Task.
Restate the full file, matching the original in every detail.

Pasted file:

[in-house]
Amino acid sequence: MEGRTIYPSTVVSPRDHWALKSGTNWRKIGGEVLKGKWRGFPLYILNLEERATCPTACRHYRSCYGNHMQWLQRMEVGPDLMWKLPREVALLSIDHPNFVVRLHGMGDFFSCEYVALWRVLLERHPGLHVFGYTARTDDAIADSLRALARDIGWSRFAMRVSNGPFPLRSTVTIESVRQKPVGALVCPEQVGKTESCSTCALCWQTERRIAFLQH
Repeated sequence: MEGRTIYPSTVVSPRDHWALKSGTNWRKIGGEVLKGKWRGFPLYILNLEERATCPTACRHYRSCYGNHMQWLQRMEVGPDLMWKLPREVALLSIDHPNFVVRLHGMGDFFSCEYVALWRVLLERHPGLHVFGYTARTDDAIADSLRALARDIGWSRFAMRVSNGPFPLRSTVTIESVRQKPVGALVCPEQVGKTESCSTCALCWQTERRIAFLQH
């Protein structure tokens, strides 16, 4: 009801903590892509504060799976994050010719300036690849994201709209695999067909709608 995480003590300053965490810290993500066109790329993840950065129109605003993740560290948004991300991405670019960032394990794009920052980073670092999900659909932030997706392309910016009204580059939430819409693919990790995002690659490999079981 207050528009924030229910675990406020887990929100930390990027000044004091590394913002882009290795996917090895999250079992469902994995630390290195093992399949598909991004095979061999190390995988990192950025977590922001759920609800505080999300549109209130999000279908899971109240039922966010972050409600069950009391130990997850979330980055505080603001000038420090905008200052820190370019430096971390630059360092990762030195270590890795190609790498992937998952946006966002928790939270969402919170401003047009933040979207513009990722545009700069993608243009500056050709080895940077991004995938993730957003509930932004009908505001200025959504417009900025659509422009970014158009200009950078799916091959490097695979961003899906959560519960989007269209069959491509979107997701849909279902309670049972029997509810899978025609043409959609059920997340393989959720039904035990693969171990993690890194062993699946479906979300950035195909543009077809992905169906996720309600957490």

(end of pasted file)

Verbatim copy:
[in-house]
Amino acid sequence: MEGRTIYPSTVVSPRDHWALKSGTNWRKIGGEVLKGKWRGFPLYILNLEERATCPTACRHYRSCYGNHMQWLQRMEVGPDLMWKLPREVALLSIDHPNFVVRLHGMGDFFSCEYVALWRVLLERHPGLHVFGYTARTDDAIADSLRALARDIGWSRFAMRVSNGPFPLRSTVTIESVRQKPVGALVCPEQVGKTESCSTCALCWQTERRIAFLQH
Repeated sequence: MEGRTIYPSTVVSPRDHWALKSGTNWRKIGGEVLKGKWRGFPLYILNLEERATCPTACRHYRSCYGNHMQWLQRMEVGPDLMWKLPREVALLSIDHPNFVVRLHGMGDFFSCEYVALWRVLLERHPGLHVFGYTARTDDAIADSLRALARDIGWSRFAMRVSNGPFPLRSTVTIESVRQKPVGALVCPEQVGKTESCSTCALCWQTERRIAFLQH
């Protein structure tokens, strides 16, 4: 009801903590892509504060799976994050010719300036690849994201709209695999067909709608 995480003590300053965490810290993500066109790329993840950065129109605003993740560290948004991300991405670019960032394990794009920052980073670092999900659909932030997706392309910016009204580059939430819409693919990790995002690659490999079981 207050528009924030229910675990406020887990929100930390990027000044004091590394913002882009290795996917090895999250079992469902994995630390290195093992399949598909991004095979061999190390995988990192950025977590922001759920609800505080999300549109209130999000279908899971109240039922966010972050409600069950009391130990997850979330980055505080603001000038420090905008200052820190370019430096971390630059360092990762030195270590890795190609790498992937998952946006966002928790939270969402919170401003047009933040979207513009990722545009700069993608243009500056050709080895940077991004995938993730957003509930932004009908505001200025959504417009900025659509422009970014158009200009950078799916091959490097695979961003899906959560519960989007269209069959491509979107997701849909279902309670049972029997509810899978025609043409959609059920997340393989959720039904035990693969171990993690890194062993699946479906979300950035195909543009077809992905169906996720309600957490």